Jinlu’s Cooking Style

Note: This is an article turned from a Toastmaster Club Speech. 

The other day, our club president approached me and asked: “Jinlu, you are a Chinese, so could you tell me the best Chinese restaurant nearby?” I said, “No, I cannot tell you.” I didn’t want to keep the best restaurant for myself. I simply don’t know. I cook at home almost every day. So I know very little about nearby restaurants. 

Cooking for the entire family can be challenging because different people want different things. For me, the most important thing about food is eating healthily. I use this Healthy Eating Plate from Harward Medical School as my guidance. But for my husband, all he cares about is taste. The saltier, the spicier, the greasier, the merrier. 

These are our everyday meals. I try to balance the carb, protein, and vegetable/fruit. I tried to make the ratio between them is 1:1:1. 

I try to eat healthy carbs. For example, whole grains and multiple grains. For rice, I like brown rice, but my husband prefers white rice, so our compromise is something in between, called Haiga rice, or germ rice, or rice with the embryo.

I try to integrate as many different ingredients as possible. Like in this risotto, there are green beans, peas, tomato, corn, carrot, egg, chicken underneath, and of course rice. 

Since both my husband and I work, we don’t have too much time for cooking. So easy-to-cook is my style. Here I cooked a big pan of meat. Then I divided them into 4 portions. Each of them turned into one meal for two of us. I used different vegetable and carbs to complete them. Here are cornmeal bread, noodles, potato, and corn on the cob.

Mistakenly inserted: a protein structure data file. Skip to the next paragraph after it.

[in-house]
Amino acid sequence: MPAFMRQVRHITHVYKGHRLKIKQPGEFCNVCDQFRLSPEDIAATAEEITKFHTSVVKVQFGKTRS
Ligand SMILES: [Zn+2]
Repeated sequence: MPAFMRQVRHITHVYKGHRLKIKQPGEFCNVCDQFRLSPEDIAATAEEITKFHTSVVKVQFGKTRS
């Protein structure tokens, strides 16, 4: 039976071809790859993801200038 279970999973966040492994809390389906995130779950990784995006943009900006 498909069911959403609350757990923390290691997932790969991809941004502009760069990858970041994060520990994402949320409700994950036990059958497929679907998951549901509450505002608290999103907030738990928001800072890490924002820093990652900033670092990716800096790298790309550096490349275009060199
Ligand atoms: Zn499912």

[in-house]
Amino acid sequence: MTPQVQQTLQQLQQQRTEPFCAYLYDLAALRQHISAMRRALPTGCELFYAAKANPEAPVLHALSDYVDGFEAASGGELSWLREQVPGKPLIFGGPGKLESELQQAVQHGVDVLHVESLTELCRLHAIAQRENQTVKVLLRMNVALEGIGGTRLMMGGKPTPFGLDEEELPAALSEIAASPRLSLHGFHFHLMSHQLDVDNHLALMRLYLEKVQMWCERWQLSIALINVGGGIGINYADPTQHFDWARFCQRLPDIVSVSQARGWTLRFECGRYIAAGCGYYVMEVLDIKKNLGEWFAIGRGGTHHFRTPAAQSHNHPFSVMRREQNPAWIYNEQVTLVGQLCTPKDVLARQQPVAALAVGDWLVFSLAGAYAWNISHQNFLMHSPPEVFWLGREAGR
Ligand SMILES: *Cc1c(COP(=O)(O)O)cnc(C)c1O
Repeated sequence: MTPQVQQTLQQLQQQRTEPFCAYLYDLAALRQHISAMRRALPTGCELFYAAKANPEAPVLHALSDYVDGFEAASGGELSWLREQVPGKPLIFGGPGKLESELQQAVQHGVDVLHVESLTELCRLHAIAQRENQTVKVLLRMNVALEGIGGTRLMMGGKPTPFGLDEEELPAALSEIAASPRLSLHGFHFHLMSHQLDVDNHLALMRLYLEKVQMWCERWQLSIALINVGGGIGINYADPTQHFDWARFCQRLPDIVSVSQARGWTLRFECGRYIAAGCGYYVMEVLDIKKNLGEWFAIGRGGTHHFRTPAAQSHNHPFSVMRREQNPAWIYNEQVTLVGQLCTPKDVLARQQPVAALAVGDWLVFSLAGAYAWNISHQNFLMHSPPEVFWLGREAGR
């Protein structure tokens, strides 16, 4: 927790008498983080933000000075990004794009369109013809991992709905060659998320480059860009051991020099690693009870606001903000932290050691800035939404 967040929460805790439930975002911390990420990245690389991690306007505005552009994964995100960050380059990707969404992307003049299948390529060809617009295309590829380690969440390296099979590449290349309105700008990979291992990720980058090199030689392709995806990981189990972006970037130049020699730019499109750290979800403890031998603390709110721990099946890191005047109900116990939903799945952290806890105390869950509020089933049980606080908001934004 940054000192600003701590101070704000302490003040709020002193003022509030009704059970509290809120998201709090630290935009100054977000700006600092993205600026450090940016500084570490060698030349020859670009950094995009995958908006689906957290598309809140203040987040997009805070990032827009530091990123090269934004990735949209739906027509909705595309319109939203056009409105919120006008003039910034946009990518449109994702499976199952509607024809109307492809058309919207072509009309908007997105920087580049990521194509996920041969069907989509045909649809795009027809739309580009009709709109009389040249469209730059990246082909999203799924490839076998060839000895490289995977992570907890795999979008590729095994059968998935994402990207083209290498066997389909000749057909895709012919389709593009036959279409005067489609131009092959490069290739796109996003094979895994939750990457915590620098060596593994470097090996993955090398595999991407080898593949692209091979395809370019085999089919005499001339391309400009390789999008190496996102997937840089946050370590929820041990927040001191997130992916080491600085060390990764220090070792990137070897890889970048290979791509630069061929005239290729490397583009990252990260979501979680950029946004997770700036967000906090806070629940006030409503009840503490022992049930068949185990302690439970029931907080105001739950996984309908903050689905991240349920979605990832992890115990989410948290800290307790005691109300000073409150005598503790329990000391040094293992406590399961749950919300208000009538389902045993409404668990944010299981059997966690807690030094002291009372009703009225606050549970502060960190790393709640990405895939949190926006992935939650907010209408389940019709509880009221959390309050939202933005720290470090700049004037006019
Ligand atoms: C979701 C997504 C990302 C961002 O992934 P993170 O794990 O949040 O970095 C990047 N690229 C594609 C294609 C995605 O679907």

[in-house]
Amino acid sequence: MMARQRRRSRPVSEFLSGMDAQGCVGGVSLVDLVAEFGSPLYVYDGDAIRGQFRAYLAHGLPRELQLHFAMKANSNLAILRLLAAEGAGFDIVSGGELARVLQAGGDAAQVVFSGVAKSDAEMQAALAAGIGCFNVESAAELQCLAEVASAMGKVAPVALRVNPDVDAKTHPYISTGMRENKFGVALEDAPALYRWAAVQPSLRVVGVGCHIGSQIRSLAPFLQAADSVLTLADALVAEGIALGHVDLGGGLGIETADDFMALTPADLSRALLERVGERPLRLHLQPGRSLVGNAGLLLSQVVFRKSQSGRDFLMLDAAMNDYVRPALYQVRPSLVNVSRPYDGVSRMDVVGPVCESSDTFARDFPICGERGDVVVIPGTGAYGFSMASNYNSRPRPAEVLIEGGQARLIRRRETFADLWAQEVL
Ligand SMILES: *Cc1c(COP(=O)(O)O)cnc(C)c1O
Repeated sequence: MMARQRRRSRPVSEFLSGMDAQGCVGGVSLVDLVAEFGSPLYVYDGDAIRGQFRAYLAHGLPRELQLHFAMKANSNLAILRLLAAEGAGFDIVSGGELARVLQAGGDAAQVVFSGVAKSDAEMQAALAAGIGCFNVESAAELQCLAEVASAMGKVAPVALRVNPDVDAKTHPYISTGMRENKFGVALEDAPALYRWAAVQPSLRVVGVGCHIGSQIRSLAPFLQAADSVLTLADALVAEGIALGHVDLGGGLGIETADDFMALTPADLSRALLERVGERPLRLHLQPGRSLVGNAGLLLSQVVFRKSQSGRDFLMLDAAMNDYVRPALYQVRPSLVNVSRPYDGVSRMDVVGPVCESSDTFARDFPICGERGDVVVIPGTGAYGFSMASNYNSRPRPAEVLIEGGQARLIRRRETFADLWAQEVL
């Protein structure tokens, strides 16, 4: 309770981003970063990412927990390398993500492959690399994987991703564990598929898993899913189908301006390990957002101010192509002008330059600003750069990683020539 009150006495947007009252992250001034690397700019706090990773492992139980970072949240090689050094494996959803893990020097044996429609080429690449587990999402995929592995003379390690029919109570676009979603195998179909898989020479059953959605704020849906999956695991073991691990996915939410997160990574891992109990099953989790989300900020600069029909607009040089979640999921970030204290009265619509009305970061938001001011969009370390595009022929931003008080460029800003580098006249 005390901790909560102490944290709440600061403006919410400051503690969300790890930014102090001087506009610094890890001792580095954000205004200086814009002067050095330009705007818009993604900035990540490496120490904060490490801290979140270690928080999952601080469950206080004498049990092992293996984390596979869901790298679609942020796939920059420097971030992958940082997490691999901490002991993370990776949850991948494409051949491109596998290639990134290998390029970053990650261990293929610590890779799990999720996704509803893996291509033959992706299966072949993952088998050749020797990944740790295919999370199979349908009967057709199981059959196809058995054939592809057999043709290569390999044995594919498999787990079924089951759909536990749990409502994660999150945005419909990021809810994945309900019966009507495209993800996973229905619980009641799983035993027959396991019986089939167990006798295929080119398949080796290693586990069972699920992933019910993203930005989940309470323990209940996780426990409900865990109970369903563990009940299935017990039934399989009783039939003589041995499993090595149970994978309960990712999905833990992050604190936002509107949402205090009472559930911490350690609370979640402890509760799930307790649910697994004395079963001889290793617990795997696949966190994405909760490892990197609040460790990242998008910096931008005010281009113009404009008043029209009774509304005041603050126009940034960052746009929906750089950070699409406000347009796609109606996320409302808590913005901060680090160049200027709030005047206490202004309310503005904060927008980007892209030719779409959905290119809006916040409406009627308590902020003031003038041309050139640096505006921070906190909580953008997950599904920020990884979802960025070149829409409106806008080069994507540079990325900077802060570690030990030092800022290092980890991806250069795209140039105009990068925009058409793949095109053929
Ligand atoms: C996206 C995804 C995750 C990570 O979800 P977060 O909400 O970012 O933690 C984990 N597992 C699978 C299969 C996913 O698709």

Another example to demonstrate easy-to-cook style. One rotisserie chick from Costco can turn into a shredded spicy chick, Korean dish bibimbap, chicken sandwich, and chicken fried rice. And it is inexpensive too. How much is the chicken from Costco? $4.99. So the cost of one meal is probably less than 5 dollars. 

I can use different ways to cook the same thing. For example, this stuffed buns, aka Bao, can be steamed, pan-fried, or baked. They taste very differently. 

Noodles can come with different forms as well, like noodle soup, egg fried noodle, noodle with vegetable and meat, spicy noodles with hot oil, and it even can be used to substitute the rice from bibimbap. 

Most of the ingredients are interchangeable to me. For example, for this egg cake/omelet, I can use green pepper, red pepper, onion, green onion, chive, I can use diced potato, or I can even use left-over rice. 

When it’s time to cook. The decision-making process is like this. It may start with me asking my husband “what do you want to eat?” Or it starts with “What needs to be eaten?” as in the situation something in the fridge is going bad very soon. Then we decide how to cook it. Then I will complete the diet plate to balance the carb, protein, and vegetable/fruit. 

Starting from this week. I made it even easier to decide. I compiled all the pictures of food I have cooked and made an album. I called it our Family Menu. There are about 300 pictures included. Because of the time limit, I am going to go through them very quickly.

It starts with salads and cold dishes. 

Then dishes with chicken. 

Pork. 

Beef and ground turkey. 

Fish and fish fillets. 

Shrimp and crab.

Tofo, beancurd, bean sprouts, and soybeans.

Egg. 

More egg.

Vegetables.

Rice. 

Porridge and potato. 

Dumples. 

Noodles. 

Pancakes.

Other Dim Sums.

Other carb dishes and soup. 

Fruits. 

Do you like it? Do you want to try? 

Then come to my house for a Party on XX. Everyone is invited. Mr. Toastmaster.

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